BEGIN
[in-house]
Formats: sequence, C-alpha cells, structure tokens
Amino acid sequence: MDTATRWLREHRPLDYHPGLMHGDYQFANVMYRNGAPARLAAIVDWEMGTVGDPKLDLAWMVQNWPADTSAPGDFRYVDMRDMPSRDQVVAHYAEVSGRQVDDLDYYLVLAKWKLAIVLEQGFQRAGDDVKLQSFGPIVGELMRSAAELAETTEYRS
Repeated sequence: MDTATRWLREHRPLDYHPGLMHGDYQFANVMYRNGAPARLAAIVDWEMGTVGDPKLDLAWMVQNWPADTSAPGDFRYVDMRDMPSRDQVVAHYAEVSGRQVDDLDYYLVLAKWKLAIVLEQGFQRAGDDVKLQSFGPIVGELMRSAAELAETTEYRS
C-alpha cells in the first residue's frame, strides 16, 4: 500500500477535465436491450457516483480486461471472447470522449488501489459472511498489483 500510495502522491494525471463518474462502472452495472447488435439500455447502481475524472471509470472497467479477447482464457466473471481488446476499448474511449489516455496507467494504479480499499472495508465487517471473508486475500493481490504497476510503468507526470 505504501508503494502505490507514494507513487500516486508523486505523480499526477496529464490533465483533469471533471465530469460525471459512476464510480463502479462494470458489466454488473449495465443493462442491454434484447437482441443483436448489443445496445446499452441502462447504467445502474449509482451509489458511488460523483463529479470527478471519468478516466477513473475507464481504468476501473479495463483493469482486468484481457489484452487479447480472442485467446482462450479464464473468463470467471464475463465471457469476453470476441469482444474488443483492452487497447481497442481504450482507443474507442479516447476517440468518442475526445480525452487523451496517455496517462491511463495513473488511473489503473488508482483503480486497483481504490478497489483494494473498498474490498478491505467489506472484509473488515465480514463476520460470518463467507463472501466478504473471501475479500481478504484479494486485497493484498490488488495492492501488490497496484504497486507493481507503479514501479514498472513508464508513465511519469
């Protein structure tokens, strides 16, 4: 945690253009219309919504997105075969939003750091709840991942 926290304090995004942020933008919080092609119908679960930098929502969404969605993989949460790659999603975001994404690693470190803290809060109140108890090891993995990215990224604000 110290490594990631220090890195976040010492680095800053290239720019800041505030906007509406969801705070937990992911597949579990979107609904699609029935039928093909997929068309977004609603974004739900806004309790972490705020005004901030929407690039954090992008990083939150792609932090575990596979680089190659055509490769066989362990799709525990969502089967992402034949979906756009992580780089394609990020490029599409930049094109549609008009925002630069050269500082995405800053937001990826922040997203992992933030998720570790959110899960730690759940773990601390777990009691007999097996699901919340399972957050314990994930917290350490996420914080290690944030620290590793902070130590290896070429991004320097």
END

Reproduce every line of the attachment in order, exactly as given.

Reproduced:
[in-house]
Formats: sequence, C-alpha cells, structure tokens
Amino acid sequence: MDTATRWLREHRPLDYHPGLMHGDYQFANVMYRNGAPARLAAIVDWEMGTVGDPKLDLAWMVQNWPADTSAPGDFRYVDMRDMPSRDQVVAHYAEVSGRQVDDLDYYLVLAKWKLAIVLEQGFQRAGDDVKLQSFGPIVGELMRSAAELAETTEYRS
Repeated sequence: MDTATRWLREHRPLDYHPGLMHGDYQFANVMYRNGAPARLAAIVDWEMGTVGDPKLDLAWMVQNWPADTSAPGDFRYVDMRDMPSRDQVVAHYAEVSGRQVDDLDYYLVLAKWKLAIVLEQGFQRAGDDVKLQSFGPIVGELMRSAAELAETTEYRS
C-alpha cells in the first residue's frame, strides 16, 4: 500500500477535465436491450457516483480486461471472447470522449488501489459472511498489483 500510495502522491494525471463518474462502472452495472447488435439500455447502481475524472471509470472497467479477447482464457466473471481488446476499448474511449489516455496507467494504479480499499472495508465487517471473508486475500493481490504497476510503468507526470 505504501508503494502505490507514494507513487500516486508523486505523480499526477496529464490533465483533469471533471465530469460525471459512476464510480463502479462494470458489466454488473449495465443493462442491454434484447437482441443483436448489443445496445446499452441502462447504467445502474449509482451509489458511488460523483463529479470527478471519468478516466477513473475507464481504468476501473479495463483493469482486468484481457489484452487479447480472442485467446482462450479464464473468463470467471464475463465471457469476453470476441469482444474488443483492452487497447481497442481504450482507443474507442479516447476517440468518442475526445480525452487523451496517455496517462491511463495513473488511473489503473488508482483503480486497483481504490478497489483494494473498498474490498478491505467489506472484509473488515465480514463476520460470518463467507463472501466478504473471501475479500481478504484479494486485497493484498490488488495492492501488490497496484504497486507493481507503479514501479514498472513508464508513465511519469
């Protein structure tokens, strides 16, 4: 945690253009219309919504997105075969939003750091709840991942 926290304090995004942020933008919080092609119908679960930098929502969404969605993989949460790659999603975001994404690693470190803290809060109140108890090891993995990215990224604000 110290490594990631220090890195976040010492680095800053290239720019800041505030906007509406969801705070937990992911597949579990979107609904699609029935039928093909997929068309977004609603974004739900806004309790972490705020005004901030929407690039954090992008990083939150792609932090575990596979680089190659055509490769066989362990799709525990969502089967992402034949979906756009992580780089394609990020490029599409930049094109549609008009925002630069050269500082995405800053937001990826922040997203992992933030998720570790959110899960730690759940773990601390777990009691007999097996699901919340399972957050314990994930917290350490996420914080290690944030620290590793902070130590290896070429991004320097």